Prime Minister Narendra Modi speaking at the U.N. General Assembly on Saturday (photo: AP)
Whoever scheduled Prime Minister Narendra Modi’s first visit in 14 years to the U.S. did a splendid job of keeping his public events at the start before his formal meeting with President Barack Obama. The result was that Modi got a rock star reception in New York for three days that swept him on a wave of popularity to Washington to begin the serious work of repairing the Indo-US bilateral ties that have languished for the past 4 years.
Obama could not have not noticed the buzz that the prime minister created. Modi met a dozen senior U.S. business leaders for a breakfast meeting, then met six of them one-to-one, he shared the stage with Hugh Jackman at a youth climate concert in Central Park, and then spoke to a sold out crowd at Madison Square Garden.
So when Modi finally showed up at the White House for dinner with the U.S. president on Monday, Obama was left in no doubt that he was meeting the leader of the world’s largest democracy, a man who till four months ago was barred from entering the U.S. for the anti-Muslim riots that took place in Gujarat in 2002 when Modi was chief minister.
The challenge for both leaders is to build trust between the two administrations and revive the flagging bilateral relationship.
In a joint "vision statement" issued after their first meeting on Monday, Obama and Modi said they would work together "not just for the benefit of both our nations, but for the benefit of the world."
The two leaders vowed to expand and deepen their countries' strategic partnership and make it a model for the rest of the world. They said their countries would cooperate on security and to fight terrorism, and would back a "rules based" global order in which India assumes greater multilateral responsibility, including a reformed U.N. Security Council.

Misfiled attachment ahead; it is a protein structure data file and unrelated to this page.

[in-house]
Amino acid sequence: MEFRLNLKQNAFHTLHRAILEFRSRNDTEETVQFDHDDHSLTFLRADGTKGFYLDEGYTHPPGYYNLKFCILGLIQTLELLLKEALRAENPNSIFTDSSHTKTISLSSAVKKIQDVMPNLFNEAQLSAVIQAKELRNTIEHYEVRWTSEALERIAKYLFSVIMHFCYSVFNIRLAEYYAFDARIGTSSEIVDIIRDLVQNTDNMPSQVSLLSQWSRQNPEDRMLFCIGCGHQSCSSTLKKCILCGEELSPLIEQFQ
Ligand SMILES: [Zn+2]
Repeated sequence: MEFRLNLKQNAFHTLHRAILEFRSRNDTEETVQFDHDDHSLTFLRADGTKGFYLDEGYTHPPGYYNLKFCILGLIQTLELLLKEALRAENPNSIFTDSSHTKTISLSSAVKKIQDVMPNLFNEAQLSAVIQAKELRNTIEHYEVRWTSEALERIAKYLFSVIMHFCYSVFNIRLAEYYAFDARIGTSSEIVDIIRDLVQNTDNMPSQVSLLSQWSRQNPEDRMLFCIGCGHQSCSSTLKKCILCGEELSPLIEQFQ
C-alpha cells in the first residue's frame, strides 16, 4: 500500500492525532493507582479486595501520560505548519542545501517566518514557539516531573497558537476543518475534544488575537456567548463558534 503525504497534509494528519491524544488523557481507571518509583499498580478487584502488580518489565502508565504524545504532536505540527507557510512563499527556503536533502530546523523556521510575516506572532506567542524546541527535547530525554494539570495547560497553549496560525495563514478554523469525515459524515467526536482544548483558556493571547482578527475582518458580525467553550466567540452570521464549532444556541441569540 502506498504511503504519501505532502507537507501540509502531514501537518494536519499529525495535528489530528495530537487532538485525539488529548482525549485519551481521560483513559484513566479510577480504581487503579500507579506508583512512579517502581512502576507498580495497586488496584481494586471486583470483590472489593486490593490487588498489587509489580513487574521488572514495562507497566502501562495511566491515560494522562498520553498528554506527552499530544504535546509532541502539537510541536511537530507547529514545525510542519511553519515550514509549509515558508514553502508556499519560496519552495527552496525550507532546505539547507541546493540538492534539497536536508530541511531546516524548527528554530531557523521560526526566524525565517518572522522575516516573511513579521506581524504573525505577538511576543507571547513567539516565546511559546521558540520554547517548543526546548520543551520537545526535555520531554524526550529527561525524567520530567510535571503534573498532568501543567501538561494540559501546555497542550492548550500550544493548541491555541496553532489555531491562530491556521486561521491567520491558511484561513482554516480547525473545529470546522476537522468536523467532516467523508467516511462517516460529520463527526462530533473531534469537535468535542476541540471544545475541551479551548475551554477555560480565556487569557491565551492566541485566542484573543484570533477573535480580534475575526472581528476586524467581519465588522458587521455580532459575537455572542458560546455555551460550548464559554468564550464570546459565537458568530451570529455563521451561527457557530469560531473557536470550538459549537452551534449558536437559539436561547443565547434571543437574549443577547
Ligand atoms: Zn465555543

Obama and Modi also vowed to work together against the threat posed by climate change and to cooperate to address the consequences of unchecked pollution.
"We have a vision that the United States and India will have a transformative relationship as trusted partners in the 21st century. Our partnership will be a model for the rest of the world," they said in their statement.
The two leaders also said their countries would work to ensure that economic growth brought better livelihoods for all people and stressed the importance of open markets and fair and transparent practices to allow trade to flourish.
According to Reuters, Washington has been keen to expand business and security ties with India, which it sees as a key counterbalance to an increasingly assertive China in Asia. Obama has backed New Delhi's bid to become a permanent member of the U.N. Security Council.
However, the relationship has failed to live up to his declaration in 2010 that it would become "one of the defining partnerships of the 21st Century."
Modi, who came to power in May, has maintained a hectic schedule since arriving in America on Friday, even though he is fasting this week in accordance with Hindu custom and drank only warm water at the White House dinner.
Foreign ministry spokesman Syed Akbaruddin said the dinner meeting was "extremely convivial" and the two leaders found they had a common interest in technology and shared experience in that they were relative political outsiders before coming to power.
He said they agreed they "should focus on some big things they can achieve in a finite time period in the next few years."
As part of an effort to spur foreign investment, Modi told the U.S. corporate leaders he met on Monday that he was committed to liberalizing India's economy, which has underperformed other emerging markets recently.
Modi said he was "committed to a stable tax regime" as this was necessary to encourage investment, according to Akbaruddin.
He said Modi had invited the BlackRock investment management firm to organise a major conference in India early next year to bring in as much as $6 billion in investment.
Caterpillar Chairman and CEO Doug Oberhelman, who attended the breakfast meeting, told Reuters he had been impressed by Modi's determination to revive the Indian economy. "I believed him. He was very serious," he said.
Modi has also used his visit to drum up interest in India among young Americans.
On Saturday, Modi addressed the U.N. General Assembly and then appeared before some 60,000 young people at the Global Citizen Festival and told them, “May the Force be with you”.